Draining Batteries

I started noticing a problem in the fall, my coach batteries would drain completely over a one week period. I ended up replacing the batteries as they were a few years old.
However this did not fix the draining issue, I installed a solar panel to keep the batteries topped up, this helps a little but there must be something using power. I switched the battery panel for the coach batt to OFF. I have looked for the obvious lights left on but have not found the culprit. I am guessing that it could be the power step, it has been acting strange since my last trip in the fall....
Re: Draining Batteries

My first thought would be the LP leak dectector, but you say you cut the coach batteries off. Make sure that is wired into the switch. The little light will go off if dead and you will hear a beeping when you throw the switch. I have seen them kill batteries in 3-4 days. Something must be running if you have good batteries.

DL Rupper

Senior Member
Re: Draining Batteries

Also check to see if you have a carbondioxide dector. They will drain the batteries also. They usally are wired direct to the coach batteries and you need to remove the fuzes on both detectors.
RE: Draining Batteries

Thanks for the replies, I am going to take another look at the LP system. I know it will end up being something simple....but it sure is annoying.
Re: Draining Batteries

Fridge may have a heater by the freezer door. Put in a disconnect on the battery... about a $5 item and rest easy.


New Member
Re: Draining Batteries

You may need to check each 12V circuit to find what's draining the battery. -- The fridge should have a heater switch ---


Senior Member
Re: Draining Batteries

A propane detector will drain a battery fairly quickly if it is one with the auto gas shut-off valve. That valve has power all of the time so it is a significant load. The type that just alarm also use some power, but it should take much more than a week to drain a good battery.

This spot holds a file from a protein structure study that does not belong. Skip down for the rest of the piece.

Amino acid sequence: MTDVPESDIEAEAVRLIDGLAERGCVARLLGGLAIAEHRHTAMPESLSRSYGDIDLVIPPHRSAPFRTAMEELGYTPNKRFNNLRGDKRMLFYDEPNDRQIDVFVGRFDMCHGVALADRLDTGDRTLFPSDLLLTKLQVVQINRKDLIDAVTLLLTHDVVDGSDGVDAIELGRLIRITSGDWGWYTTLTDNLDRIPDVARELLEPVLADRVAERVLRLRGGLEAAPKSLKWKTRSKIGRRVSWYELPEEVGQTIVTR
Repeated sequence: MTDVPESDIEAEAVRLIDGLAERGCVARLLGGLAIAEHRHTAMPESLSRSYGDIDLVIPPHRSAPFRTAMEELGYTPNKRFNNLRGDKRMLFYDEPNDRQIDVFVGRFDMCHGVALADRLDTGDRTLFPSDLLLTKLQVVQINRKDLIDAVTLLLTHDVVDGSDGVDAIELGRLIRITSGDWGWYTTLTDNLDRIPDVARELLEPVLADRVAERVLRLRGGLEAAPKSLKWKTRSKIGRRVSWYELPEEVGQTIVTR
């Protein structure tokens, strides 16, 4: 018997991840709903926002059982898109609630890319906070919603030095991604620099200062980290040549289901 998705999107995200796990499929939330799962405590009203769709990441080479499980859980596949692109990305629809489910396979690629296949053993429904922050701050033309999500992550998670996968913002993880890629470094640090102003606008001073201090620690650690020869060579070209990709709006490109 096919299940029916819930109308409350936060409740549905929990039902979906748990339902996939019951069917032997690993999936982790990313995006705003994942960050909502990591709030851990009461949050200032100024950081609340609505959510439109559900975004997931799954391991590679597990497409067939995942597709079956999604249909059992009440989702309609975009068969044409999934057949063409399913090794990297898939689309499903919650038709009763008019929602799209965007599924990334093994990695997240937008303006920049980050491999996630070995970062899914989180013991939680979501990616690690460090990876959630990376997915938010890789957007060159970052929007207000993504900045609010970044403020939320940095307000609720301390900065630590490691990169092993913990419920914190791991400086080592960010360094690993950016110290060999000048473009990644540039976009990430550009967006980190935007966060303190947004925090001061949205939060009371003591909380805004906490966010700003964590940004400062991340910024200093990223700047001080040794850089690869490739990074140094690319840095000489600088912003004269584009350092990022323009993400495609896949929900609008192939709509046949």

The CO detector would take several months to drain a battery as the power it draws when not alarming is in the miliamp range. One way to find the culpret is to connect an amp meter in series with one of the battery cables and the battery. Then you can start pulling the fuses to the 12V loads until you see the current drop to nothing. You will then know what caused the problem.

From reading your post it would seem that this problem was not there when you first began to use the RV but has shown up just lately. If that is true, look for something that has changed since it started to drain your battery. The electric step is usually wired to operate from the chassis battery, or at times from either the chassis or the coach battery. The reason is so that it will retract if you start the engine.
Re: Draining Batteries

I had the same problem. Not all of the 12v house circuits were tied into the RV battery switch inside the coach. I installed a battery discount switch in the battery bay and no more problems. Switch was ~$40.


Senior Member
Re: Draining Batteries

The battery disconnect is a good solution on older units. Some of the newer ones have a zillion computers in them which can get upset when deprived of power for a while.
RE: Draining Batteries

I was having similar problems with my Jayco travel trailer and finally ended up putting a battery cutoff switch on it. You can get these for $5 at Harbor Freight and I mounted it out of sight under the propane tanks.

What I found out was that even though you shut off the Master switch inside, the Carbon Monoxide alarm was still hot. I guess they wire it this way for safety reasons, but when I'm not sleeping in there, I don't care.

I park my trailer for a few months a year and it is in a location where someone (maybe kids) could possibly come by and play with the tongue jack switch. Not so bad but what if I have the stabilizers down? I wired this swtich to cut off everything.

Also, I bought a small trickle charger and leave it on all of the time. When I want to use my trailer, it's always ready to go. I read where it isn't good to let the batteries drain down and charge them before using it. I also installed a second battery in series for dry camping so I can watch a DVD movie before bed.